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  1. ArchDaily
  2. Projects
  3. Swimming Pool
  4. United Kingdom
  5. Marshall and Kendon Architects
  6. 2017
  7. Thames Lido / Marshall and Kendon Architects

Refurbishment in Architecture

presented by the MINI Clubman

Thames Lido / Marshall and Kendon Architects

  • 02:00 - 19 October, 2018
Thames Lido / Marshall and Kendon Architects
Thames Lido / Marshall and Kendon Architects, © Jon Reid – Arch.Photos
© Jon Reid – Arch.Photos

© Jon Reid – Arch.Photos © Jon Reid – Arch.Photos © Jon Reid – Arch.Photos © Jon Reid – Arch.Photos + 36

  • Architects

  • Location

    Thames Lido, Kings Meadow, Napier Rd, Reading, RG1 8FR, United Kingdom
  • Lead Architects

    Marshall and Kendon Architects
  • Engineer

    Structural Solutions
  • Project Managers

    Arne Ringer - Glassboat
  • Contractors

    Charlie Quinn & Marcos dos Santos - Design Workshop Bristol
  • Area

    1500.0 m2
  • Project Year

    2017
  • Photographs

© Jon Reid – Arch.Photos
© Jon Reid – Arch.Photos

Text description provided by the architects. Thames Lido, formerly King's Meadow Baths, was built in 1902 as a Ladies only swimming pool beside the Thames in King's Meadow, Reading. By the time work started in 2014 the building had been unused for forty years and was a particularly sorry state. The team that successfully brought Bristol's Clifton Lido back from a similar state of decay were invited to do a similar resurrection. Three years later the small site team had completed a meticulous renovation, inserted a dozen new rooms for a Spa, enclosed a new restaurant and added a new ‘west wing’ containing kitchens and a function room. From the outset the aim had been to keep as much of the original building as possible.

© Jon Reid – Arch.Photos
© Jon Reid – Arch.Photos
Ground Floor Plan
Ground Floor Plan
© Jon Reid – Arch.Photos
© Jon Reid – Arch.Photos

The original building was an octagonal oblong of mostly blank brick walls giving suitable privacy for Edwardian lady bathers, but by the early 21st century a more open character was wanted and there are now numerous glimpses into the interior, from the riverside and through the Spa and Restaurant entrances. Most of the open poolside space was enclosed with double height glazing, in order to provide suitable spaces for the Spa and restaurants proposed. Along the south side of the pool new timber cladding and bay windows are carefully inserted, at first floor level, in among the elaborate columns and trusses. All the roofs were replaced, while the existing elaborate timber detailing was carefully repaired and reinstated, ensuring the richness of Edwardian detail has survived the building's renovation. On the north side a new service corridor was added, along the rear, brining multiple operational benefits. The Octagon previously hidden, has become a celebrated focal point. Traditional changing cubicles are provided poolside. The pool itself, sits inside the larger and deeper original, the water level is raised 400 mm above the surrounds giving a more enjoyable relationship between swimmers and diners and making pool access easier for the less able.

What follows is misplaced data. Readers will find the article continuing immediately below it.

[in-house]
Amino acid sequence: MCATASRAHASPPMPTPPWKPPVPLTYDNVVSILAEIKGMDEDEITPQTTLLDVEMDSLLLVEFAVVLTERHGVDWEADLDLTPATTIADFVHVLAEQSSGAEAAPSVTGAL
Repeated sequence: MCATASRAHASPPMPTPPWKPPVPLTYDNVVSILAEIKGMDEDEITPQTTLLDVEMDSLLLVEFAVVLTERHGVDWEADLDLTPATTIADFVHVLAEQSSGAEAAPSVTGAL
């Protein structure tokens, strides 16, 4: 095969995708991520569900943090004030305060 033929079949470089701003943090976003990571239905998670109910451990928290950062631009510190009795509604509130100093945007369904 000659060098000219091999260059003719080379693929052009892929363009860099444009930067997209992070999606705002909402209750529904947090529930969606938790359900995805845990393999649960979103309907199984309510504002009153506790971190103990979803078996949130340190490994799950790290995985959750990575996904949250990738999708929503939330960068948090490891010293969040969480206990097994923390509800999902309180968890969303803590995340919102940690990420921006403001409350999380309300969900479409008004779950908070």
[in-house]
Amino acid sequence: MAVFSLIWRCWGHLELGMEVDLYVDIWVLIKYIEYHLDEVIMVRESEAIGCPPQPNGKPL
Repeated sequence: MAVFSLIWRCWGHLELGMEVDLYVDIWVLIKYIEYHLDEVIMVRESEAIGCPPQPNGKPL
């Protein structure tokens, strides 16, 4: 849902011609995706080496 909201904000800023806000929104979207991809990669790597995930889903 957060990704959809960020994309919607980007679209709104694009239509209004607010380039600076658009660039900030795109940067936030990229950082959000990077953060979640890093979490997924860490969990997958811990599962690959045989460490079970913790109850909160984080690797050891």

© Jon Reid – Arch.Photos
© Jon Reid – Arch.Photos

In general new work, such as the double height glazing and the new west wing, is deliberately differentiated from the old, but in the Spa whose rooms are intimately entwined with the historic fabric, the palette of robust timber frame and boarded panelling is applied to the new as well as the repaired. Each Spa room has a dormer, providing pool and sky views, which is picked out in brilliant contrasting colours; meticulous restoration can be a little dull, but not here! The care and craftsmanship in the restoration is also applied to the new work and extension, from large steelwork assemblies for the glazing, in situ fair-faced concrete and new brickwork blending reused and new Imperial size bricks, to the new timber stairs and the timber-lined Function Room. The rich detail of the original is echoed, though not copied, in the new. The old King's Meadow Baths have waited a long time for a new lease of life, and finally, this handsome Edwardian pavilion is back in action.

© Jon Reid – Arch.Photos
© Jon Reid – Arch.Photos

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Marshall and Kendon Architects
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Cite: "Thames Lido / Marshall and Kendon Architects" 19 Oct 2018. ArchDaily. Accessed . <https://www.archdaily.com/904201/thames-lido-marshall-and-kendon-architects/> ISSN 0719-8884

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